Things which matter most must never be at the mercy of things which matter least. Goethe
The 3 Things We Can Control
In my coaching practice, I spend my days listening to people. Deep listening has taught me a lot about the human condition. When we focus on the three things in our lives that we can control, a cascade of emotional riches follows. We can stay in our lane by taking full command and control of:
- What we let in: Food, fluids, screen time (amount and quality); people (their stuff, their energy, those we cherish and those we find toxic); our inner critic who ambushes us with negative self-talk; interruptions and distractions.
- What we let out: Words, energy, a grateful heart, a sense of empowerment, genuine warmth, constructive comments, candor not manipulation, acknowledging others and the good in them, humility, not narcissism.
- What we dock to: The quality of what we attach to; our daily habits; making time for that which is most important, what we care about, with whom and what we spend our time on. We may be having a feeling or a ‘want’ that we destructively pursue, get overly attached to an outcome that does not involve # 1 or #2 above, or we are emotionally fused to something or someone we have no control over.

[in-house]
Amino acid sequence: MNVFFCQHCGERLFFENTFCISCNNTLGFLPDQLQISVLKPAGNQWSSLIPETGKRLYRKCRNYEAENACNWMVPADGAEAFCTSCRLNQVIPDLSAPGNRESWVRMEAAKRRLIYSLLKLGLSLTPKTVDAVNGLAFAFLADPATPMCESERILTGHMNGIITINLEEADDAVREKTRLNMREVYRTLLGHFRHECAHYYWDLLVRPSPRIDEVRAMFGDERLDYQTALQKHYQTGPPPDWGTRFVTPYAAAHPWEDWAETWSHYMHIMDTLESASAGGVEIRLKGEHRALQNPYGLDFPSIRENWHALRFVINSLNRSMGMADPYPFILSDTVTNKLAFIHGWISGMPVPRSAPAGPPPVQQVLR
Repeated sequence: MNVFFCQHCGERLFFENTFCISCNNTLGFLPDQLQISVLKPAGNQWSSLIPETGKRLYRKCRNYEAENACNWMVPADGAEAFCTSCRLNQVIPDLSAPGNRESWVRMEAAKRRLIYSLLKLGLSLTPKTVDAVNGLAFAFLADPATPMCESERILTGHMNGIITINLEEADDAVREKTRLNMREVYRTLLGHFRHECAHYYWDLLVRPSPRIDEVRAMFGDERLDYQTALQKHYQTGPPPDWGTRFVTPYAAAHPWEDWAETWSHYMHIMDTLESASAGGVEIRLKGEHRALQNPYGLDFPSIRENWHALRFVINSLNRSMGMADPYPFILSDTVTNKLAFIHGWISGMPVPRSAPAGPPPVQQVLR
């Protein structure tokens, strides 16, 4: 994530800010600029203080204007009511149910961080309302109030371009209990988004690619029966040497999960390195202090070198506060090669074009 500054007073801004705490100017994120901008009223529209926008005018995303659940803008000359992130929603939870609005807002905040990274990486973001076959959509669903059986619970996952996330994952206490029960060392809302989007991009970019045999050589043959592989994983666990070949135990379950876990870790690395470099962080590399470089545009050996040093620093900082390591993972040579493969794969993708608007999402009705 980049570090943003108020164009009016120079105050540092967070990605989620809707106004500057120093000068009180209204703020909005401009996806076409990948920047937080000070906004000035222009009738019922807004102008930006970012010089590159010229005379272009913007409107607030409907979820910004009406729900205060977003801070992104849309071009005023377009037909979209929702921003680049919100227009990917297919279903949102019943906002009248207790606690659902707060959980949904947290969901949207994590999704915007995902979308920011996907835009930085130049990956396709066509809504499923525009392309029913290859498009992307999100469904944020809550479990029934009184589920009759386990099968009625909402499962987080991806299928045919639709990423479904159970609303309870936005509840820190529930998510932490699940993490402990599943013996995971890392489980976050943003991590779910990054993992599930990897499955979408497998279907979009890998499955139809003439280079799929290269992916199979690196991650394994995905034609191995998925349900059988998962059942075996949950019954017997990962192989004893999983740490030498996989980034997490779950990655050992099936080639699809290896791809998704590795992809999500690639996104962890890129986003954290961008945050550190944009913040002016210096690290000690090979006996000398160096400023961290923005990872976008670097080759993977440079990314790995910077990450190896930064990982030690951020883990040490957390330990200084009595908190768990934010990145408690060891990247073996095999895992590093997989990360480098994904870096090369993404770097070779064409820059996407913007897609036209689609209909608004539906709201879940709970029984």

Focusing on the three most important things in our lives requires making deliberate, hard decisions all the time. Like the client who had me store his video games in my office so he can write his book (now on sale at Amazon!). Or the executive who stopped using email altogether because he could not manage the volume and get to what was most important.
When we drift out of our lane, we stop paying attention to what is most important to us. We forget what we have control over and then we experience pain. It is not a short-term solution, but pays off handsomely in the long run. Change involves letting go of what you already know is not working. When you tolerate the mediocre or the toxic, you cut off the golden opportunities.
“Freedom is the only worthy goal in life. It is won by disregarding things that lie beyond our control.” Epictetus